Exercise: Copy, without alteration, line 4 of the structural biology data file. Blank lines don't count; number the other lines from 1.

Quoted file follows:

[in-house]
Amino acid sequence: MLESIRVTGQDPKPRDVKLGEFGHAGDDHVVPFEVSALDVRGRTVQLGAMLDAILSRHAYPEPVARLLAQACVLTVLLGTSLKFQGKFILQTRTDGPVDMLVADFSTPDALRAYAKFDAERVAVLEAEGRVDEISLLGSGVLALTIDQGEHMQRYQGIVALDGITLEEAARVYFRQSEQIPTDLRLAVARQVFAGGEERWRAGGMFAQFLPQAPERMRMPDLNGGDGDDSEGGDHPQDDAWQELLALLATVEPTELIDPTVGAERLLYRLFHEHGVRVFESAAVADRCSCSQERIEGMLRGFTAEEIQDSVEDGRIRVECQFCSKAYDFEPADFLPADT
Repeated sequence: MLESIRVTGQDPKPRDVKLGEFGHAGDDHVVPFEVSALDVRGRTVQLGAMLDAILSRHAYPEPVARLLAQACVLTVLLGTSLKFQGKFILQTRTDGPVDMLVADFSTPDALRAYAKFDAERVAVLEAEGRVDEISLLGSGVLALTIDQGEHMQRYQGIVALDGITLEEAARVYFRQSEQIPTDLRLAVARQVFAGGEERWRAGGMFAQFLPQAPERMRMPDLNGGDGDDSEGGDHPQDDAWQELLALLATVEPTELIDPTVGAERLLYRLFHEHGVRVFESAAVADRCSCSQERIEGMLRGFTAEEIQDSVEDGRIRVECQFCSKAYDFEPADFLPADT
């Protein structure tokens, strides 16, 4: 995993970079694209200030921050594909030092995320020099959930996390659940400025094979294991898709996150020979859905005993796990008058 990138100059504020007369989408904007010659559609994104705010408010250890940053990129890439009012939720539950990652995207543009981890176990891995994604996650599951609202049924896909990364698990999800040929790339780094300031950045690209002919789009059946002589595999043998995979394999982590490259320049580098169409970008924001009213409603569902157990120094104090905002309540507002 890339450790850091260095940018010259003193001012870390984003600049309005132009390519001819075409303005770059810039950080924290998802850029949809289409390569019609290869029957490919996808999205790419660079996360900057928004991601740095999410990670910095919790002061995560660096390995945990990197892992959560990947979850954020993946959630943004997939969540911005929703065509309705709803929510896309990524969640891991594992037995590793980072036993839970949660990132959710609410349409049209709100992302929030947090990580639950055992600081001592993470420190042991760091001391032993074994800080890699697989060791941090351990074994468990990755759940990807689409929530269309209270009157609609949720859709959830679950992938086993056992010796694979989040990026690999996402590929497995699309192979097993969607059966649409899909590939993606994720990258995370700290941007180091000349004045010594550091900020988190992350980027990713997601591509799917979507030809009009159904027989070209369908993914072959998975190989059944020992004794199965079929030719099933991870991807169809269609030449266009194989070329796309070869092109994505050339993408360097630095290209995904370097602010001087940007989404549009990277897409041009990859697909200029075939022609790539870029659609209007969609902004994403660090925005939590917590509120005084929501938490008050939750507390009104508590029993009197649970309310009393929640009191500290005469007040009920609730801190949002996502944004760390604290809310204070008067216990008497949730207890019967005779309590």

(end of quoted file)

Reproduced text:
């Protein structure tokens, strides 16, 4: 995993970079694209200030921050594909030092995320020099959930996390659940400025094979294991898709996150020979859905005993796990008058 990138100059504020007369989408904007010659559609994104705010408010250890940053990129890439009012939720539950990652995207543009981890176990891995994604996650599951609202049924896909990364698990999800040929790339780094300031950045690209002919789009059946002589595999043998995979394999982590490259320049580098169409970008924001009213409603569902157990120094104090905002309540507002 890339450790850091260095940018010259003193001012870390984003600049309005132009390519001819075409303005770059810039950080924290998802850029949809289409390569019609290869029957490919996808999205790419660079996360900057928004991601740095999410990670910095919790002061995560660096390995945990990197892992959560990947979850954020993946959630943004997939969540911005929703065509309705709803929510896309990524969640891991594992037995590793980072036993839970949660990132959710609410349409049209709100992302929030947090990580639950055992600081001592993470420190042991760091001391032993074994800080890699697989060791941090351990074994468990990755759940990807689409929530269309209270009157609609949720859709959830679950992938086993056992010796694979989040990026690999996402590929497995699309192979097993969607059966649409899909590939993606994720990258995370700290941007180091000349004045010594550091900020988190992350980027990713997601591509799917979507030809009009159904027989070209369908993914072959998975190989059944020992004794199965079929030719099933991870991807169809269609030449266009194989070329796309070869092109994505050339993408360097630095290209995904370097602010001087940007989404549009990277897409041009990859697909200029075939022609790539870029659609209007969609902004994403660090925005939590917590509120005084929501938490008050939750507390009104508590029993009197649970309310009393929640009191500290005469007040009920609730801190949002996502944004760390604290809310204070008067216990008497949730207890019967005779309590």